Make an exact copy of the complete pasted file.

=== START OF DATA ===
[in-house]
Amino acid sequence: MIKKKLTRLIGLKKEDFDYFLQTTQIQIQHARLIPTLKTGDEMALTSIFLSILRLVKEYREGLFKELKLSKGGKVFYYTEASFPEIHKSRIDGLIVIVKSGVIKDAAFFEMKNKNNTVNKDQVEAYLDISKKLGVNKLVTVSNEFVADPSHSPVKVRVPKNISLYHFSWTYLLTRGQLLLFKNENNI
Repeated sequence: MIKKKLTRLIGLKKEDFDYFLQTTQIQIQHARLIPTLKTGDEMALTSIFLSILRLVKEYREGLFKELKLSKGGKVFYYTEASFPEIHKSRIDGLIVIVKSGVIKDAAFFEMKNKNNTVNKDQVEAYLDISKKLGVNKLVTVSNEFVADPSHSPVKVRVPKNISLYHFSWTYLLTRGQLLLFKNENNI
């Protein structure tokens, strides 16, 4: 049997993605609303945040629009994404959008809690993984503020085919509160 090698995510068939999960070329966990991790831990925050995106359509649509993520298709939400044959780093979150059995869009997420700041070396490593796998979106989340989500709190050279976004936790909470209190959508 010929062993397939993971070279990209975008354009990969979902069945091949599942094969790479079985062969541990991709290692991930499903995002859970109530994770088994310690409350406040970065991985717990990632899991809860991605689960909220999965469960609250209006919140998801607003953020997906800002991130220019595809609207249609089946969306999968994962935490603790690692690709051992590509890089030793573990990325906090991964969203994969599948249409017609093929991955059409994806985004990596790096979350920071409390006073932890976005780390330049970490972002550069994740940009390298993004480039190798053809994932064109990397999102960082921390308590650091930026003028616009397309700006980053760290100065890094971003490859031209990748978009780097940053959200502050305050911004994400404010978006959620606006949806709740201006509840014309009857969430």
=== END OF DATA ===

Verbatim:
[in-house]
Amino acid sequence: MIKKKLTRLIGLKKEDFDYFLQTTQIQIQHARLIPTLKTGDEMALTSIFLSILRLVKEYREGLFKELKLSKGGKVFYYTEASFPEIHKSRIDGLIVIVKSGVIKDAAFFEMKNKNNTVNKDQVEAYLDISKKLGVNKLVTVSNEFVADPSHSPVKVRVPKNISLYHFSWTYLLTRGQLLLFKNENNI
Repeated sequence: MIKKKLTRLIGLKKEDFDYFLQTTQIQIQHARLIPTLKTGDEMALTSIFLSILRLVKEYREGLFKELKLSKGGKVFYYTEASFPEIHKSRIDGLIVIVKSGVIKDAAFFEMKNKNNTVNKDQVEAYLDISKKLGVNKLVTVSNEFVADPSHSPVKVRVPKNISLYHFSWTYLLTRGQLLLFKNENNI
């Protein structure tokens, strides 16, 4: 049997993605609303945040629009994404959008809690993984503020085919509160 090698995510068939999960070329966990991790831990925050995106359509649509993520298709939400044959780093979150059995869009997420700041070396490593796998979106989340989500709190050279976004936790909470209190959508 010929062993397939993971070279990209975008354009990969979902069945091949599942094969790479079985062969541990991709290692991930499903995002859970109530994770088994310690409350406040970065991985717990990632899991809860991605689960909220999965469960609250209006919140998801607003953020997906800002991130220019595809609207249609089946969306999968994962935490603790690692690709051992590509890089030793573990990325906090991964969203994969599948249409017609093929991955059409994806985004990596790096979350920071409390006073932890976005780390330049970490972002550069994740940009390298993004480039190798053809994932064109990397999102960082921390308590650091930026003028616009397309700006980053760290100065890094971003490859031209990748978009780097940053959200502050305050911004994400404010978006959620606006949806709740201006509840014309009857969430």